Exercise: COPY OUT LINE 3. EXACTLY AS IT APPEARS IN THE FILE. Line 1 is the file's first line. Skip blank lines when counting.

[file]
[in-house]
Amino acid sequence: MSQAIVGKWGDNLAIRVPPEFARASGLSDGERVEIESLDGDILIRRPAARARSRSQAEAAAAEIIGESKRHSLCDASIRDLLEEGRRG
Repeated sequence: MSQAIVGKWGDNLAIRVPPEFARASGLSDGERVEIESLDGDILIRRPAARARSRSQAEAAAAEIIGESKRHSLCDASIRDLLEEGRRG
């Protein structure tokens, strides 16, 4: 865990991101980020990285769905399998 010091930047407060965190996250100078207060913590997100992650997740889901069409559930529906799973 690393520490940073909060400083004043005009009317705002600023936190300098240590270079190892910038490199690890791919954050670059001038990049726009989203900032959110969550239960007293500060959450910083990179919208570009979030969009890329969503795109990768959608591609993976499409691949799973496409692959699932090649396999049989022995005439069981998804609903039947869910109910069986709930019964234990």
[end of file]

Repeated sequence: MSQAIVGKWGDNLAIRVPPEFARASGLSDGERVEIESLDGDILIRRPAARARSRSQAEAAAAEIIGESKRHSLCDASIRDLLEEGRRG